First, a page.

CodeQL documentation

Prototype-polluting assignment

ID: js/prototype-polluting-assignment
Kind: path-problem
Severity: warning
Precision: high
Tags:
   - security
   - external/cwe/cwe-078
   - external/cwe/cwe-079
   - external/cwe/cwe-094
   - external/cwe/cwe-400
   - external/cwe/cwe-915
Query suites:
   - javascript-code-scanning.qls
   - javascript-security-extended.qls
   - javascript-security-and-quality.qls

Click to see the query in the CodeQL repository

Most JavaScript objects inherit the properties of the built-in Object.prototype object. Prototype pollution is a type of vulnerability in which an attacker is able to modify Object.prototype. Since most objects inherit from the compromised Object.prototype object, the attacker can use this to tamper with the application logic, and often escalate to remote code execution or cross-site scripting.

One way to cause prototype pollution is by modifying an object obtained via a user-controlled property name. Most objects have a special __proto__ property that refers to Object.prototype. An attacker can abuse this special property to trick the application into performing unintended modifications of Object.prototype.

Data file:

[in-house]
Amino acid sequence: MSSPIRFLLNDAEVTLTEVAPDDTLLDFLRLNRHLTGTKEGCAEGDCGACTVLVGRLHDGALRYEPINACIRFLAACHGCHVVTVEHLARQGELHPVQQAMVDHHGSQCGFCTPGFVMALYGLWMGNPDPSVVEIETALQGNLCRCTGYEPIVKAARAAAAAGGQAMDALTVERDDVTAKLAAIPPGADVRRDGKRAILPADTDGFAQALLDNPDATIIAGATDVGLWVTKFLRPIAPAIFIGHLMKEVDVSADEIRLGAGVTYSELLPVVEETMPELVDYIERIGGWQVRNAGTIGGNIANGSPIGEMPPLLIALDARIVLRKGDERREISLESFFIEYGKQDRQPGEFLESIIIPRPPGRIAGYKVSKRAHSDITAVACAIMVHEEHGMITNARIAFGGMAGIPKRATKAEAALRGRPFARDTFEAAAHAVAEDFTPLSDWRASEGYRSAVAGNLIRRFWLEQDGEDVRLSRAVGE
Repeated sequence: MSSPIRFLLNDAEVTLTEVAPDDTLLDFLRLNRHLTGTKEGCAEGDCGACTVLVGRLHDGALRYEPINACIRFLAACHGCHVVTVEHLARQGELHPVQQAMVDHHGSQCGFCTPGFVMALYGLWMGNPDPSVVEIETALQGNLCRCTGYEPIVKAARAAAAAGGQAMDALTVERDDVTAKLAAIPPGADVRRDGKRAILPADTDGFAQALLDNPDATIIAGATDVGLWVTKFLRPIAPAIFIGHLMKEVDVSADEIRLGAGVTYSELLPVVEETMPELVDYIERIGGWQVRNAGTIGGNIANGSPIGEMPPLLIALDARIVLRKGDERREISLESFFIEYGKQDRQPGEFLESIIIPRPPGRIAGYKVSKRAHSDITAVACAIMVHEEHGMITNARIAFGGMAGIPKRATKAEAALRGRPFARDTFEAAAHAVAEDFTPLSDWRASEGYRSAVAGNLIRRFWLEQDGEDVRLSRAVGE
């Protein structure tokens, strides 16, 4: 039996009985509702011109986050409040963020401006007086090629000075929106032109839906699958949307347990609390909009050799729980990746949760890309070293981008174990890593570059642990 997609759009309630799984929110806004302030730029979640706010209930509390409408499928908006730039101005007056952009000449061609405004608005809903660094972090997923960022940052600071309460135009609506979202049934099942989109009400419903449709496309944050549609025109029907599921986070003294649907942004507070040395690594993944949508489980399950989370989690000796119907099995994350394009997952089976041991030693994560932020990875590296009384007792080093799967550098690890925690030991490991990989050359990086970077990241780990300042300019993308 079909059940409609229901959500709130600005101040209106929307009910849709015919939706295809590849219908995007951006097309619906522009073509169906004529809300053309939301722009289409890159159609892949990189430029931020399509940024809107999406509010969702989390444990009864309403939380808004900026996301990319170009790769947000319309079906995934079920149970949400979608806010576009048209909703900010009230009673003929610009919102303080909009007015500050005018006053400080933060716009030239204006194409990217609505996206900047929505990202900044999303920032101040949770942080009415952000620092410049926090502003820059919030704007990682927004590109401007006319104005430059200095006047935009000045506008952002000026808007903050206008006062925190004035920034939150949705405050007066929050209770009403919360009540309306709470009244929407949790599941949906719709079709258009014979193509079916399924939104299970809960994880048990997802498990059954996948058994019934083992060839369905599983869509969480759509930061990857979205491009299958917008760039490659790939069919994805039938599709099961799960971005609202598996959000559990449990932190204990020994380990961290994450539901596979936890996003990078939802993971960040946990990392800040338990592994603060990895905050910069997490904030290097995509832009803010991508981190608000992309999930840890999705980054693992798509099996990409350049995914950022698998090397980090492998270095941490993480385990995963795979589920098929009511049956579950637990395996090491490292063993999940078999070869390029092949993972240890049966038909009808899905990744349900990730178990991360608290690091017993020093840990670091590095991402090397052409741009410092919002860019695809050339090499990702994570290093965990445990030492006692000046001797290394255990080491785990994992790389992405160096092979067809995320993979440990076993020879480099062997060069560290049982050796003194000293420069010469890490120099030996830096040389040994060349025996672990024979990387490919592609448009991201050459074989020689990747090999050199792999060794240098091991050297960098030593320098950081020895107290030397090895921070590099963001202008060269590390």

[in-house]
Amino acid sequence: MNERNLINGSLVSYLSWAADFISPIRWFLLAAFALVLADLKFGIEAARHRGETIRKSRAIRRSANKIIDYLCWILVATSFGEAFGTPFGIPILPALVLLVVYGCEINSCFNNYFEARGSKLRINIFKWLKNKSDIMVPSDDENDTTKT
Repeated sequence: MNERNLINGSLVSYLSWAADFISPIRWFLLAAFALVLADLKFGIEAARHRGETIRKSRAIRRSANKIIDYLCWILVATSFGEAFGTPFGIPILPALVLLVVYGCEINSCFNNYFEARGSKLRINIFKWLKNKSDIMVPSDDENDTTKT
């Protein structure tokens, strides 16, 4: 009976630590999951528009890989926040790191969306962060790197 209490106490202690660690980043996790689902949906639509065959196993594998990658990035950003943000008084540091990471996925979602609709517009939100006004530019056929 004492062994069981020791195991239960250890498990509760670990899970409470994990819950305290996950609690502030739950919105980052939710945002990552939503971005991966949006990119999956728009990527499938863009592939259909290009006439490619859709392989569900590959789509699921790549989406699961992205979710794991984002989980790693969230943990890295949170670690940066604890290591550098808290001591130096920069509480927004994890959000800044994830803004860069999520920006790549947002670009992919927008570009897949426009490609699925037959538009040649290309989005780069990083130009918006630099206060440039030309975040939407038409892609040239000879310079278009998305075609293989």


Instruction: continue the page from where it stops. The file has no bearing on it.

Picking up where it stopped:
Recommendation

Use an associative data structure that is resilient to untrusted key values, such as a Map. In some cases, a prototype-less object created with Object.create(null) may be preferable.

Alternatively, restrict the computed property name so it can’t clash with a built-in property, either by prefixing it with a constant string, or by rejecting inputs that don’t conform to the expected format.

Example

In the example below, the untrusted value req.params.id is used as the property name req.session.todos[id]. If a malicious user passes in the ID value __proto__, the variable todo will then refer to Object.prototype. Finally, the modification of todo then allows the attacker to inject arbitrary properties onto Object.prototype.

let express = require('express');

express.put('/todos/:id', (req, res) => {
    let id = req.params.id;
    let items = req.session.todos[id];
    if (!items) {
        items = req.session.todos[id] = {};
    }
    items[req.query.name] = req.query.text;
    res.end(200);
});

One way to fix this is to use Map objects to associate key/value pairs instead of regular objects, as shown below:

let express = require('express');

express.put('/todos/:id', (req, res) => {
    let id = req.params.id;
    let items = req.session.todos.get(id);
    if (!items) {
        items = new Map();
        req.sessions.todos.set(id, items);
    }
    items.set(req.query.name, req.query.text);
    res.end(200);
});

References